Stitz-Zeager_College_Algebra_e-book

# 4 use your graph in 1 to graph mx x 3 2 1 graph f

This preview shows page 1. Sign up to view the full content.

This is the end of the preview. Sign up to access the rest of the document.

Unformatted text preview: p 2 units’. Notice that the graph retains the same basic shape as before, it is just 2 units above its original location. In other words, we connect the four points we moved in the same manner in which they were connected before. We have the results side-by-side below. 1.8 Transformations 85 y y (5, 7) 7 7 6 6 (5, 5) (2, 5) 5 5 (4, 5) 4 4 (2, 3) (0, 3) 3 (4, 3) 2 2 (0, 1) 1 1 2 3 4 5 x shift up 2 units 1 2 3 4 5 x −− − − − −→ −−−−−− y = f (x) add 2 to each y -coordinate y = g (x) = f (x) + 2 You’ll note that the domain of f and the domain of g are the same, namely [0, 5], but that the range of f is [1, 5] while the range of g is [3, 7]. In general, shifting a function vertically like this will leave the domain unchanged, but could very well aﬀect the range. You can easily imagine what would happen if we wanted to graph the function j (x) = f (x) − 2. Instead of adding 2 to each of the y -coordinates on the graph of f , we’d be subtracting 2. Geometrically, we would be moving the graph down 2 units. We leave i...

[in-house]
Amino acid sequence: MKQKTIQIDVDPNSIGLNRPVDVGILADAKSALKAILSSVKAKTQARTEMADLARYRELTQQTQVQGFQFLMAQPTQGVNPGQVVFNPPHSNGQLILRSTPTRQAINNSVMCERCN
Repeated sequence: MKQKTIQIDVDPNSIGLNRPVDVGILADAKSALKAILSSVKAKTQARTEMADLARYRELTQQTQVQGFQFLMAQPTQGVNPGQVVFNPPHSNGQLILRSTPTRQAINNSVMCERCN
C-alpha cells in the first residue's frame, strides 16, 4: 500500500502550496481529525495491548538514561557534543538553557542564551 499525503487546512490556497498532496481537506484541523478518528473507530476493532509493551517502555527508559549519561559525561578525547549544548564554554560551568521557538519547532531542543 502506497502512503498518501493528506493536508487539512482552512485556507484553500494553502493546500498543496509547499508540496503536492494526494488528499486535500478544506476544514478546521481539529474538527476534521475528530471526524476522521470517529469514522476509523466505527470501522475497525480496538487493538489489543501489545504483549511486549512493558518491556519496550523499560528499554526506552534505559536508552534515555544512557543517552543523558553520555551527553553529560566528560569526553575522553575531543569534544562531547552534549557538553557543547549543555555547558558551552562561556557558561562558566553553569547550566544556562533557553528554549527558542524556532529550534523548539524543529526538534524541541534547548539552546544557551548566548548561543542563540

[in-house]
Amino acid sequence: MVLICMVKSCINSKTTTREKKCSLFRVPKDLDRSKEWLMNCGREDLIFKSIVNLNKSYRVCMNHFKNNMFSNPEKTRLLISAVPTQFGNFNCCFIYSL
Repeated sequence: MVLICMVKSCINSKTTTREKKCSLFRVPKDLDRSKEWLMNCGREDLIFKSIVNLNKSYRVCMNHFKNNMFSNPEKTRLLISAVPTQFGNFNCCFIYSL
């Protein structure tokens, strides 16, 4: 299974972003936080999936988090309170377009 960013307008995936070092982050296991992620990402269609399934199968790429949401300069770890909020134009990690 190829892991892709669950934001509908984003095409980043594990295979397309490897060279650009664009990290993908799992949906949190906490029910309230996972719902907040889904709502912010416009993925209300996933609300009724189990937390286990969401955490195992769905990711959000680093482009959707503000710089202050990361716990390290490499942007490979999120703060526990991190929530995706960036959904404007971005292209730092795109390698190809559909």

View Full Document

{[ snackBarMessage ]}

Ask a homework question - tutors are online